View Cart

L4D1/2 Campaign Design; Why Less is More

Category: Source: L4D2, Source: L4D1
May 31, 2010

Following article was written and contributed by Andy 'Nexusdog' Purnell

What better way to make the Left 4 Dead experience last than to have bigger, longer maps and campaigns? It seems reasonable, we want more maps and more campaigns, so let's create something, which will keep us playing longer. However, there are problems with this concept, both from a player and mappers perspective.

As a player what I want out of a map:

  • Has good gameplay, something which provides a decent challenge
  • Is interesting visually and layout - an understanding of composition & flow
  • Lasts long enough to be fun and not be fatiguing

How many custom maps have you played where the game turns into a slog through repetitive mazes and scenery?

As a mapper, if you want to maximize your ability and impact, creating large maps & campaigns is counterproductive.

Two things to keep in mind:

  • First, it locks you into a single project, which will take an enormous amount of time and energy to create.
  • Secondly, because it is just one project, does it provide enough variety of gameplay and locations throughout?

The average time on a Left 4 Dead level is around 15 minutes, that's one criteria worth thinking about when creating your maps. Filling those huge maps with sufficient scenery, props and variety is infinitely harder than populating small maps.

Big just simply isn't better. For mappers, a start point is usually a survivor map as it is self-contained and a good way to get to know the working of Hammer. That's another point to bear in mind, make your maps self contained, yet diverse, but linked into a campaign if your project has that scope.

So, big maps bad. Why?

  • Iit stunts your learning of hammer simply because you are focusing on something that takes far too much time and effort.
  • The project is the goal, not learning more about the mapping process which can be accomplished by tackling smaller projects.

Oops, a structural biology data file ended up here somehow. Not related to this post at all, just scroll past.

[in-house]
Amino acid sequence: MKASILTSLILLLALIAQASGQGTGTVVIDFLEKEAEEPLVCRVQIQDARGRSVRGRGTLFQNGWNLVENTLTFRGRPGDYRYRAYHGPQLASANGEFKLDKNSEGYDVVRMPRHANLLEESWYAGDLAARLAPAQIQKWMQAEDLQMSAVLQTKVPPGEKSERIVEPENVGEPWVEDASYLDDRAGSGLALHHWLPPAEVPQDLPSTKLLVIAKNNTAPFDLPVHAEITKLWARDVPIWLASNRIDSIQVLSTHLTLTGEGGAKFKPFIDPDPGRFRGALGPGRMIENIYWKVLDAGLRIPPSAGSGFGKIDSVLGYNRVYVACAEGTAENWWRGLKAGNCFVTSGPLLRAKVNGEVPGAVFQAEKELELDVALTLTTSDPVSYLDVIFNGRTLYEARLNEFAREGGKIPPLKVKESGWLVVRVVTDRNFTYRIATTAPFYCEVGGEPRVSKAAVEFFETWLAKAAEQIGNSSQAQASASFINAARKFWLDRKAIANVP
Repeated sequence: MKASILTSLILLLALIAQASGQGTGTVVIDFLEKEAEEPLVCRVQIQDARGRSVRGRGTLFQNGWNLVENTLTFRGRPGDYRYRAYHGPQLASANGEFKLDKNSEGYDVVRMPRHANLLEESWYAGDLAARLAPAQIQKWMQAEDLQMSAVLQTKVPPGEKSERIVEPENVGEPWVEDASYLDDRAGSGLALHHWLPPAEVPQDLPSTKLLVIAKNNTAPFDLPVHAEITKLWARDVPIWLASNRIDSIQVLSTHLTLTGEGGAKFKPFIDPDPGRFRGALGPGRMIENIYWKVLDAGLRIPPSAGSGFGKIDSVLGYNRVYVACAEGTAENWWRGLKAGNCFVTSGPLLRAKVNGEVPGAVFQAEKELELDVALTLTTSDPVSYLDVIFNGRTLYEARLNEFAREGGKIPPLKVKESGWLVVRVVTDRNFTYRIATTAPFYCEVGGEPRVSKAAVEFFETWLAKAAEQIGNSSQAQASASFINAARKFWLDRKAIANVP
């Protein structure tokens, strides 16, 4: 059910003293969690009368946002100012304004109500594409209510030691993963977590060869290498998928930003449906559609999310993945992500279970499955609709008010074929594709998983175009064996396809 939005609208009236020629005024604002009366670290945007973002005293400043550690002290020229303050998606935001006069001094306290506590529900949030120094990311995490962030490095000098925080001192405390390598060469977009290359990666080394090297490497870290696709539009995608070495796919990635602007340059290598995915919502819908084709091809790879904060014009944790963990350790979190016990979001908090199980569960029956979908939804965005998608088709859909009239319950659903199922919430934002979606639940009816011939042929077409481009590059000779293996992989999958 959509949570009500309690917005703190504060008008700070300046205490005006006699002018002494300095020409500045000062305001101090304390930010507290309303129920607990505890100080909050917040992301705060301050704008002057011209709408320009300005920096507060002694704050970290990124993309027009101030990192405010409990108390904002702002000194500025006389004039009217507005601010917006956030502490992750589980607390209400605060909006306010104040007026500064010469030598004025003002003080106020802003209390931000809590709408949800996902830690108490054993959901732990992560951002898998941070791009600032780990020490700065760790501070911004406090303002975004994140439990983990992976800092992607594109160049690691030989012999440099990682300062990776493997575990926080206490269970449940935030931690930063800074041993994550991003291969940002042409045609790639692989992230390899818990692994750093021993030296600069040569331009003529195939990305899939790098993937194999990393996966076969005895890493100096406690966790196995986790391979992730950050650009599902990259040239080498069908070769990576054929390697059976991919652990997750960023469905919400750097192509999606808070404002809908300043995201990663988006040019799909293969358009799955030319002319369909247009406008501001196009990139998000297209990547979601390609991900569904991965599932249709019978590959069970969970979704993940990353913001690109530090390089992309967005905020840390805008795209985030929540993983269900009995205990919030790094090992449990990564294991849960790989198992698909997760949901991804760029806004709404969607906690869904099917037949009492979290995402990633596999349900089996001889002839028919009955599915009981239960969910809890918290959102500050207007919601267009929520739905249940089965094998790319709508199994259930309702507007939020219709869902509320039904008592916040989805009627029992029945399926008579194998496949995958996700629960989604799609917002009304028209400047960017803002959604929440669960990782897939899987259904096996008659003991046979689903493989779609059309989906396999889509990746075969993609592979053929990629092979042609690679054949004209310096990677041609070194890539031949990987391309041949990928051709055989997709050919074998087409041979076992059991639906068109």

The same is also true for large campaigns - 5 or more maps is verging on the fatigue boundary, and if those individual maps are huge, well players will get bored pretty quick because there is no end in sight, it becomes an endless foot slog.

Crash Course was a good example of creating a 2-map campaign, which was a short blast of fun. Most people miss that simple point. As a mapper, that probably feels like it's too small a project - how can you fit in all your ideas into two measly maps!? But turn it around for a moment.

If you can create a 2 map campaign in a month or 2, you're set to move onto the next.

You have a campaign released, started building a portfolio of work and you get exposure and experience far quicker than concentrating on that huge project you had in mind.

You are ready to create something different from your previous work, so you stay fresh, inspired and your imagination continues to tick over.

Of course, making that epic campaign isn't to say it's not worth it, but if you do decide to create one, make it a long term back burner project where you can put your experience gained from making smaller, leaner projects in the short term to keep you going.

What are your thoughts? Do you think less is more?

Recommended L4D1-2 Articles:

L4D2/1 Visual Reference Guide to Campaign Design

L4D2 Level Design Tips Part 1

L4D2 Level Design Tips Part 2

Following article was written and contributed by Andy 'Nexusdog' Purnell

Updated & Revised - Preproduction Blueprint: How to Plan Your Game Environments and Level Designs

© 2008-2018. All articles on World of Level Design™ are copyrighted.
Not to be reproduced without prior written consent.